Title

Do Managers Listen to the Market?

Publication Date

10-28-2004

Abstract

There are competing theories as to whether managers learn from stock prices. Dye and Sridhar (2002), for example, argue that capital markets can be better informed than the firm itself, while Roll (1986) argues managers may ignore market signals due to hubris. In this paper, we examine whether managers listen to the market in making major corporate investments, and whether agency costs and corporate governance mechanisms help explain managers' propensity to listen. We find that, on average, managers listen to the market: they are more likely to cancel investments when the market reacts unfavorably to the related announcement. Further, we find mixed evidence consistent with the notion that managers' propensity to listen is related to agency costs. We find that firms tend to listen to the market more when more of their shares are held by large blockholders, and when their CEOs have higher pay-performance sensitivities.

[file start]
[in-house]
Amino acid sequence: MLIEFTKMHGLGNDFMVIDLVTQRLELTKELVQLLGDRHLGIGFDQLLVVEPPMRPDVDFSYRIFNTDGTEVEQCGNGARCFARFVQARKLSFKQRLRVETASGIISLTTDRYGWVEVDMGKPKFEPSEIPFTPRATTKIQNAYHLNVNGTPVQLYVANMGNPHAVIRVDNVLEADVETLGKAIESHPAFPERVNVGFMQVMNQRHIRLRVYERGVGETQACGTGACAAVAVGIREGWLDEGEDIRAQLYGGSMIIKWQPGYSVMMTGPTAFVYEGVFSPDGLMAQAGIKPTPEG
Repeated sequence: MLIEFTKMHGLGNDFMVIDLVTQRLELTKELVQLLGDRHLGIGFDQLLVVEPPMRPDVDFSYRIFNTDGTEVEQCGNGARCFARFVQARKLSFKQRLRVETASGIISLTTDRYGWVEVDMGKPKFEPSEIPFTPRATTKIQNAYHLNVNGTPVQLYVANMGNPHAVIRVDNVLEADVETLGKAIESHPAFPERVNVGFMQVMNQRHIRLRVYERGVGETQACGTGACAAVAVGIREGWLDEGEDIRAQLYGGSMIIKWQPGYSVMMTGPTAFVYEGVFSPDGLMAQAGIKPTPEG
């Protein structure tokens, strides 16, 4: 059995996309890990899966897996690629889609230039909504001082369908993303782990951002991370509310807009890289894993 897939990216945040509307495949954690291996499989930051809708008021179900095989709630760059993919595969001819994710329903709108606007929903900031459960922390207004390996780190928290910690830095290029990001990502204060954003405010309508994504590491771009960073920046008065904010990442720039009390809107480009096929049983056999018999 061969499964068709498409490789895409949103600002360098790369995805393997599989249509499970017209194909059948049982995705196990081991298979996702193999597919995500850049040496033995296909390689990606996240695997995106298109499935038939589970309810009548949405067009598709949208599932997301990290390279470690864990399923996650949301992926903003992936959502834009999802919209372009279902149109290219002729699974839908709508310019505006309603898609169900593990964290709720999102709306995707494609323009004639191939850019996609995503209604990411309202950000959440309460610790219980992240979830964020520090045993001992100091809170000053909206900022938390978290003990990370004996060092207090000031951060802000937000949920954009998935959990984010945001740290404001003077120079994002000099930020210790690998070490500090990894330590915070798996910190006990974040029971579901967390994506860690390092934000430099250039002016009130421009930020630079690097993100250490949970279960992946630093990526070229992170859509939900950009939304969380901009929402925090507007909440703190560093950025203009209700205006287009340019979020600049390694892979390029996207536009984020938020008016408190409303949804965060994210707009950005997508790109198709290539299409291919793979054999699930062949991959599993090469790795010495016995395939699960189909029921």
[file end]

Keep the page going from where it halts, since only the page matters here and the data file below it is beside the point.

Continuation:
Document Type

Article

Keywords

Agency costs, information markets, investment decisions, merger, acquisition, learning

Disciplines

Finance

DOI

10.2139/ssrn.610062

Source

SMU Cox: Finance (Topic)

Language

English

Share

COinS